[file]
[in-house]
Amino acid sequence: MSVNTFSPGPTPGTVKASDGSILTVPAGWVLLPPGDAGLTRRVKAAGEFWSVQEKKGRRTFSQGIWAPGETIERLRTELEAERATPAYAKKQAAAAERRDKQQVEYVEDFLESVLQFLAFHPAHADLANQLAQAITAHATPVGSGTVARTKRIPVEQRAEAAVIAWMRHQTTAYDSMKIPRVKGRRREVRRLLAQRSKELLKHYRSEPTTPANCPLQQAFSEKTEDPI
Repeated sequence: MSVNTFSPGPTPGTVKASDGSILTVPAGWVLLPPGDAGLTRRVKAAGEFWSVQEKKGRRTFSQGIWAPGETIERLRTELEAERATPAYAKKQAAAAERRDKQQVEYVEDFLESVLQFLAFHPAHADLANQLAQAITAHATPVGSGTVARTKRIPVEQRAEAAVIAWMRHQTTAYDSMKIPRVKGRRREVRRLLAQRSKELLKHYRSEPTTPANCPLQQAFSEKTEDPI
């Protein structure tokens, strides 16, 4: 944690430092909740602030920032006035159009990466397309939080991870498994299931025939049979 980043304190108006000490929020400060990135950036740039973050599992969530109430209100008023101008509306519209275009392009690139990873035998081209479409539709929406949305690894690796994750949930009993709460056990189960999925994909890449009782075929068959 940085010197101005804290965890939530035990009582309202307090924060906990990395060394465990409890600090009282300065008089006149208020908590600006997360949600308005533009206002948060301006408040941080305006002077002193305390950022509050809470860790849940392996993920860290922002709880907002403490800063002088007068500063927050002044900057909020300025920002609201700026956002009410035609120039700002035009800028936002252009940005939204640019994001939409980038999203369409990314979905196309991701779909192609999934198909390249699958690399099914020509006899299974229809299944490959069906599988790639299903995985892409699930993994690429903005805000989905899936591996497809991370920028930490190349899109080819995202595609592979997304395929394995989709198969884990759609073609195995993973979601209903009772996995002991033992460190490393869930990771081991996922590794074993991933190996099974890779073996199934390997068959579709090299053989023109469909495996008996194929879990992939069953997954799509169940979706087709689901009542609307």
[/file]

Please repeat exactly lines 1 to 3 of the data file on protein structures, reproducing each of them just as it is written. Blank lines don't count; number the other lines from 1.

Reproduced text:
[in-house]
Amino acid sequence: MSVNTFSPGPTPGTVKASDGSILTVPAGWVLLPPGDAGLTRRVKAAGEFWSVQEKKGRRTFSQGIWAPGETIERLRTELEAERATPAYAKKQAAAAERRDKQQVEYVEDFLESVLQFLAFHPAHADLANQLAQAITAHATPVGSGTVARTKRIPVEQRAEAAVIAWMRHQTTAYDSMKIPRVKGRRREVRRLLAQRSKELLKHYRSEPTTPANCPLQQAFSEKTEDPI
Repeated sequence: MSVNTFSPGPTPGTVKASDGSILTVPAGWVLLPPGDAGLTRRVKAAGEFWSVQEKKGRRTFSQGIWAPGETIERLRTELEAERATPAYAKKQAAAAERRDKQQVEYVEDFLESVLQFLAFHPAHADLANQLAQAITAHATPVGSGTVARTKRIPVEQRAEAAVIAWMRHQTTAYDSMKIPRVKGRRREVRRLLAQRSKELLKHYRSEPTTPANCPLQQAFSEKTEDPI